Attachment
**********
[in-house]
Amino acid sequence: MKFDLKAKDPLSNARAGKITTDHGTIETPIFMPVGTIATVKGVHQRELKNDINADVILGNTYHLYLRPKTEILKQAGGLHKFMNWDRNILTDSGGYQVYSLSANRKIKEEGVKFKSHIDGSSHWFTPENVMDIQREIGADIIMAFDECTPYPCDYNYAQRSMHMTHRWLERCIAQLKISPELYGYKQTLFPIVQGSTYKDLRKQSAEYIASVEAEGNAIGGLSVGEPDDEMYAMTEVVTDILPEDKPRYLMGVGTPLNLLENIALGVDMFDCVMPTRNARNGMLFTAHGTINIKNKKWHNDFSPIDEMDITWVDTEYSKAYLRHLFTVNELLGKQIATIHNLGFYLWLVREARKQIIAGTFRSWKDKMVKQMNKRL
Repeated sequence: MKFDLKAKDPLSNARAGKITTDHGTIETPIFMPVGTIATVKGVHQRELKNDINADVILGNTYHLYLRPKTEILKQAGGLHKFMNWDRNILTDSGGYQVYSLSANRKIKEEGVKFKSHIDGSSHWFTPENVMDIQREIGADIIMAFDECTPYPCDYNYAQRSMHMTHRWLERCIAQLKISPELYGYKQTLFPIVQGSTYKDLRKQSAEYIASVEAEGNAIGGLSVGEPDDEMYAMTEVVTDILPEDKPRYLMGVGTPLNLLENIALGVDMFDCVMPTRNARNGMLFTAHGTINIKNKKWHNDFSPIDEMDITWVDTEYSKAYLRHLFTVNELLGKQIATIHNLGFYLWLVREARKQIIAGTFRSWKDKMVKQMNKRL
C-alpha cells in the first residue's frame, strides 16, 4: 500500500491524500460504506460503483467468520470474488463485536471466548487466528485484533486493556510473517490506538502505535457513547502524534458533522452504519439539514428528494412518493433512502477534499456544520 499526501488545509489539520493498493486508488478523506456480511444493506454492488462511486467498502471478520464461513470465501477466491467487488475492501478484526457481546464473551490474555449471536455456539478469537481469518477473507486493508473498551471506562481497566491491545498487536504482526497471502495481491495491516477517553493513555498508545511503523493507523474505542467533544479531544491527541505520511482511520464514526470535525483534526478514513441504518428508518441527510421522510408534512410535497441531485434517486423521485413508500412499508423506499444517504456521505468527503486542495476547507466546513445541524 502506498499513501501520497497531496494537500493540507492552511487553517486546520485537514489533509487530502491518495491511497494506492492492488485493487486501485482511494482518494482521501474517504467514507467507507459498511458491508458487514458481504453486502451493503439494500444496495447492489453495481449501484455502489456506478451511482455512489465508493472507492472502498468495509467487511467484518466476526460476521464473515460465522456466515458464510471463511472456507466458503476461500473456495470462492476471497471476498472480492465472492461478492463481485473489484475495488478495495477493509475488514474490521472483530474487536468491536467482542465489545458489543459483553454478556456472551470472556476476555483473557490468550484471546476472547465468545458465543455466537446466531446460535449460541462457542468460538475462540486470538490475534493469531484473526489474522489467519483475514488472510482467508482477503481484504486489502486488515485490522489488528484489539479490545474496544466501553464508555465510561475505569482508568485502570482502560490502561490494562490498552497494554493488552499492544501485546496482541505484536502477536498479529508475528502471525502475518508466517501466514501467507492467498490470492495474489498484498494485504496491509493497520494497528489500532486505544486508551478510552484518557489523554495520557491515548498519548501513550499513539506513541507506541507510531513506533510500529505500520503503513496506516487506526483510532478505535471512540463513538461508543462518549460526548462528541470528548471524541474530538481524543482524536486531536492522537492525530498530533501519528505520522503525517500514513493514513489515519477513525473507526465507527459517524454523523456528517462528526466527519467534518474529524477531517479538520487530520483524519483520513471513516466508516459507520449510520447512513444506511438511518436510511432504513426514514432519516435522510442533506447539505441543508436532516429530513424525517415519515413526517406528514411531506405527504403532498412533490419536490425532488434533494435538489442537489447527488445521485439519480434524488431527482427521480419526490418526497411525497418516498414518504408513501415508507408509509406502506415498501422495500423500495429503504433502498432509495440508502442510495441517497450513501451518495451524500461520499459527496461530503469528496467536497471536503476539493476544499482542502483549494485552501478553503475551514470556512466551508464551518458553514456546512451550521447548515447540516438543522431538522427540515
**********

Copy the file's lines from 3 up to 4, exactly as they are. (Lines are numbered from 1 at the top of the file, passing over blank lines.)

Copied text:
Repeated sequence: MKFDLKAKDPLSNARAGKITTDHGTIETPIFMPVGTIATVKGVHQRELKNDINADVILGNTYHLYLRPKTEILKQAGGLHKFMNWDRNILTDSGGYQVYSLSANRKIKEEGVKFKSHIDGSSHWFTPENVMDIQREIGADIIMAFDECTPYPCDYNYAQRSMHMTHRWLERCIAQLKISPELYGYKQTLFPIVQGSTYKDLRKQSAEYIASVEAEGNAIGGLSVGEPDDEMYAMTEVVTDILPEDKPRYLMGVGTPLNLLENIALGVDMFDCVMPTRNARNGMLFTAHGTINIKNKKWHNDFSPIDEMDITWVDTEYSKAYLRHLFTVNELLGKQIATIHNLGFYLWLVREARKQIIAGTFRSWKDKMVKQMNKRL
C-alpha cells in the first residue's frame, strides 16, 4: 500500500491524500460504506460503483467468520470474488463485536471466548487466528485484533486493556510473517490506538502505535457513547502524534458533522452504519439539514428528494412518493433512502477534499456544520 499526501488545509489539520493498493486508488478523506456480511444493506454492488462511486467498502471478520464461513470465501477466491467487488475492501478484526457481546464473551490474555449471536455456539478469537481469518477473507486493508473498551471506562481497566491491545498487536504482526497471502495481491495491516477517553493513555498508545511503523493507523474505542467533544479531544491527541505520511482511520464514526470535525483534526478514513441504518428508518441527510421522510408534512410535497441531485434517486423521485413508500412499508423506499444517504456521505468527503486542495476547507466546513445541524 502506498499513501501520497497531496494537500493540507492552511487553517486546520485537514489533509487530502491518495491511497494506492492492488485493487486501485482511494482518494482521501474517504467514507467507507459498511458491508458487514458481504453486502451493503439494500444496495447492489453495481449501484455502489456506478451511482455512489465508493472507492472502498468495509467487511467484518466476526460476521464473515460465522456466515458464510471463511472456507466458503476461500473456495470462492476471497471476498472480492465472492461478492463481485473489484475495488478495495477493509475488514474490521472483530474487536468491536467482542465489545458489543459483553454478556456472551470472556476476555483473557490468550484471546476472547465468545458465543455466537446466531446460535449460541462457542468460538475462540486470538490475534493469531484473526489474522489467519483475514488472510482467508482477503481484504486489502486488515485490522489488528484489539479490545474496544466501553464508555465510561475505569482508568485502570482502560490502561490494562490498552497494554493488552499492544501485546496482541505484536502477536498479529508475528502471525502475518508466517501466514501467507492467498490470492495474489498484498494485504496491509493497520494497528489500532486505544486508551478510552484518557489523554495520557491515548498519548501513550499513539506513541507506541507510531513506533510500529505500520503503513496506516487506526483510532478505535471512540463513538461508543462518549460526548462528541470528548471524541474530538481524543482524536486531536492522537492525530498530533501519528505520522503525517500514513493514513489515519477513525473507526465507527459517524454523523456528517462528526466527519467534518474529524477531517479538520487530520483524519483520513471513516466508516459507520449510520447512513444506511438511518436510511432504513426514514432519516435522510442533506447539505441543508436532516429530513424525517415519515413526517406528514411531506405527504403532498412533490419536490425532488434533494435538489442537489447527488445521485439519480434524488431527482427521480419526490418526497411525497418516498414518504408513501415508507408509509406502506415498501422495500423500495429503504433502498432509495440508502442510495441517497450513501451518495451524500461520499459527496461530503469528496467536497471536503476539493476544499482542502483549494485552501478553503475551514470556512466551508464551518458553514456546512451550521447548515447540516438543522431538522427540515